Ultrasound Int Open 2016; 02(02): E73-E74
DOI: 10.1055/s-0042-106392
Case Report
© Georg Thieme Verlag KG Stuttgart · New York

More to be Learned about Cotyledonoid Dissecting Leiomyoma

F. Raga
S. Cholvi
C. Pascual
D. Boigues
C. Sanchez
A. Cano
Further Information

Publication History

Publication Date:
20 June 2016 (online)


Cotyledonoid dissecting leiomyoma, also known as a “grape-like” myoma or Sternberg tumor, is a particularly uncommon variant of uterine fibroma that imitates malignant gross characteristics; however this tumor is a benign neoplasm clinically and pathologically. The name cotyledonoid leiomyoma originates from the characteristic macroscopic appearance, which includes extrauterine dark red-brown, spongy, bulbous, exophytic masses, resembling the maternal face of the placenta [Smith CC et al. Int J Surg Pathol 2012; 20: 330–341].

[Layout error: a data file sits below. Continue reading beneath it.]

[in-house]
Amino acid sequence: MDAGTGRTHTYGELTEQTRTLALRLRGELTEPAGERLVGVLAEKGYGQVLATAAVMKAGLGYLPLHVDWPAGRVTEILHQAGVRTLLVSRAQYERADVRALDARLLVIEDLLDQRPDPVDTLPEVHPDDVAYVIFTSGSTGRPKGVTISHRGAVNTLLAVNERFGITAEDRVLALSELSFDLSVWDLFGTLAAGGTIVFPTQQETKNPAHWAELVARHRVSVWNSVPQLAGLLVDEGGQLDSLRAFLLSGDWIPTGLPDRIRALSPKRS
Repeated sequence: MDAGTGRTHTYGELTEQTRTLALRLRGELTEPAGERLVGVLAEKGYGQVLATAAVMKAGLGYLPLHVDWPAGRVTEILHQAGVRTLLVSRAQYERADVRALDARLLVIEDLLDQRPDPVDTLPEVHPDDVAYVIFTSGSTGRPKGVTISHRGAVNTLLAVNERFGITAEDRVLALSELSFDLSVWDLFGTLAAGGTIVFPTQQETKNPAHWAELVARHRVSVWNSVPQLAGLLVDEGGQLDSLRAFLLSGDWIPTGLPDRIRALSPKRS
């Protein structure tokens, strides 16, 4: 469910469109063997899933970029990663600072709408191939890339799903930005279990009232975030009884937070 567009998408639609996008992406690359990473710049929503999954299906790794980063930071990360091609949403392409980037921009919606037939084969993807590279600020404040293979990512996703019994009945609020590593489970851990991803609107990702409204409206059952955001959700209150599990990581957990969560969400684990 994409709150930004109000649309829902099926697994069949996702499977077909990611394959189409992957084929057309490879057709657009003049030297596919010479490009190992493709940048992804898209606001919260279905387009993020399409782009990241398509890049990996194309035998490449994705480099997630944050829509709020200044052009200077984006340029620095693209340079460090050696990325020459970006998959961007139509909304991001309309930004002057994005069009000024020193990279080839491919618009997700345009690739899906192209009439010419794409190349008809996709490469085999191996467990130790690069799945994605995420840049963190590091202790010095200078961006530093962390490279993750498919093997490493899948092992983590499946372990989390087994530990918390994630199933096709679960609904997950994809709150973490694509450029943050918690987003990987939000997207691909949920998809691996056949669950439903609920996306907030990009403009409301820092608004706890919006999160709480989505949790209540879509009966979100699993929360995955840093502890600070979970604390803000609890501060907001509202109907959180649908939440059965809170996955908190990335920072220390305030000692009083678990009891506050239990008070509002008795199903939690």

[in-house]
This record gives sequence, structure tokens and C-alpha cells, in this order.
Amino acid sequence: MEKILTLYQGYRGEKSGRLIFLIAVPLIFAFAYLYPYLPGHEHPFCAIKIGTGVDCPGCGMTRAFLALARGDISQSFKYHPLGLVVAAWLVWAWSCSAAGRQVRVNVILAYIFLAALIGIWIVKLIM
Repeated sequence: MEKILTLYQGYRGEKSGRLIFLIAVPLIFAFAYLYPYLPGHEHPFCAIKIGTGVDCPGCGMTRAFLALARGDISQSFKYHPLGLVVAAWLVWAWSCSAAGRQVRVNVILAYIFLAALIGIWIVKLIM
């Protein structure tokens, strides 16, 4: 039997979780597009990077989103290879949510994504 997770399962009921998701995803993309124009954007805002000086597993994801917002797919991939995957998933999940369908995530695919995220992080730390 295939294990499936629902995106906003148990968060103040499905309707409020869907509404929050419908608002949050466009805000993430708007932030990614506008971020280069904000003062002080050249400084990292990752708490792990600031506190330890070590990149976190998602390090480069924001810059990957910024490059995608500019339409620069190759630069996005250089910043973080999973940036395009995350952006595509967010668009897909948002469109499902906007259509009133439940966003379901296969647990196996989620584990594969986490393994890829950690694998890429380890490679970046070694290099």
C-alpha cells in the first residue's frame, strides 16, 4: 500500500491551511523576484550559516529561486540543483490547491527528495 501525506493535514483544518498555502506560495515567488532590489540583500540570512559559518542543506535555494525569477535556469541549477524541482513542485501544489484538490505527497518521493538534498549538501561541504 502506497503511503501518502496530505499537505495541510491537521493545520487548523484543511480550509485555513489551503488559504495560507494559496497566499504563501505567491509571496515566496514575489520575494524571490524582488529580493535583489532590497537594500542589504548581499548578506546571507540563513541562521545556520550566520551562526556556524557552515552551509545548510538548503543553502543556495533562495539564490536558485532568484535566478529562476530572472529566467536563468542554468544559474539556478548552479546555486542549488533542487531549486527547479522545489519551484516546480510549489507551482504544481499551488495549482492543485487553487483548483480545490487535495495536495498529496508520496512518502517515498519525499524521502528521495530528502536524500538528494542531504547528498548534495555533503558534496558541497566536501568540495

Clinically, most cases occur in women of reproductive age, presenting abnormal uterine bleeding and symptoms related to the presence of a pelvic mass. Preoperative diagnosis either by 2D ultrasound or magnetic resonance images (MRI) is usually inaccurate and very frequently raises the suspicion for a malignant process [Raga F et al. Cotyledonoid dissecting leiomyoma of the uterus. Fertil Steril 2009; 91: 1269–1270].

Although this tumor is a benign neoplasm, gross appearance and unusual growth pattern may mimic a malignant process. Consequently, to avoid aggressive surgery it is essential to recognize it preoperatively.